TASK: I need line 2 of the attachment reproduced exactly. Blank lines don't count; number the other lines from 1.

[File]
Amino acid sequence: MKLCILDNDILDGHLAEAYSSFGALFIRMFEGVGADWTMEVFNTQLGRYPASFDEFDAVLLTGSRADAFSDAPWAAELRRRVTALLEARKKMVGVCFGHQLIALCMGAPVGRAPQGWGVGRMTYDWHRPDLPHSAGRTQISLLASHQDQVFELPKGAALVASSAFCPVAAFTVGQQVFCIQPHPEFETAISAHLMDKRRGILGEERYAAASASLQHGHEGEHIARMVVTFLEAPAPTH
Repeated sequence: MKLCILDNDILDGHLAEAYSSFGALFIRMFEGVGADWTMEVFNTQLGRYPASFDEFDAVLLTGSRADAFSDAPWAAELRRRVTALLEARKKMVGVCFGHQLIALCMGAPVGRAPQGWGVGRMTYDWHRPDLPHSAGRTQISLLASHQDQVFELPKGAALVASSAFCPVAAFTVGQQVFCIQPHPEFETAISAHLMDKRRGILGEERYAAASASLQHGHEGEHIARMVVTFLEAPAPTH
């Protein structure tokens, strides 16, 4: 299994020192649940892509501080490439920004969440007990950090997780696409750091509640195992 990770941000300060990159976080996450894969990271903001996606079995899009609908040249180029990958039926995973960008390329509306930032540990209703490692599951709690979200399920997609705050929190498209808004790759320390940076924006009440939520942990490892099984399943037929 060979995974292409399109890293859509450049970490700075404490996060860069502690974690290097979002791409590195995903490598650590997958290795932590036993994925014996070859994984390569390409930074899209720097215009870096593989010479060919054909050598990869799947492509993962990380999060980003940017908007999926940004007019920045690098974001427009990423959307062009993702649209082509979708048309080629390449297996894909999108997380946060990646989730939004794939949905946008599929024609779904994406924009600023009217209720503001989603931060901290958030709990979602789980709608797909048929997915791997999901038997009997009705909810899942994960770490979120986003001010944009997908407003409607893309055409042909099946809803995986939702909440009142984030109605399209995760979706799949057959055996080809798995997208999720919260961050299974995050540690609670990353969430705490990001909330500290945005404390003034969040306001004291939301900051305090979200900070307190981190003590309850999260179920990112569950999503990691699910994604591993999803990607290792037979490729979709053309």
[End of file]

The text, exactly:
Repeated sequence: MKLCILDNDILDGHLAEAYSSFGALFIRMFEGVGADWTMEVFNTQLGRYPASFDEFDAVLLTGSRADAFSDAPWAAELRRRVTALLEARKKMVGVCFGHQLIALCMGAPVGRAPQGWGVGRMTYDWHRPDLPHSAGRTQISLLASHQDQVFELPKGAALVASSAFCPVAAFTVGQQVFCIQPHPEFETAISAHLMDKRRGILGEERYAAASASLQHGHEGEHIARMVVTFLEAPAPTH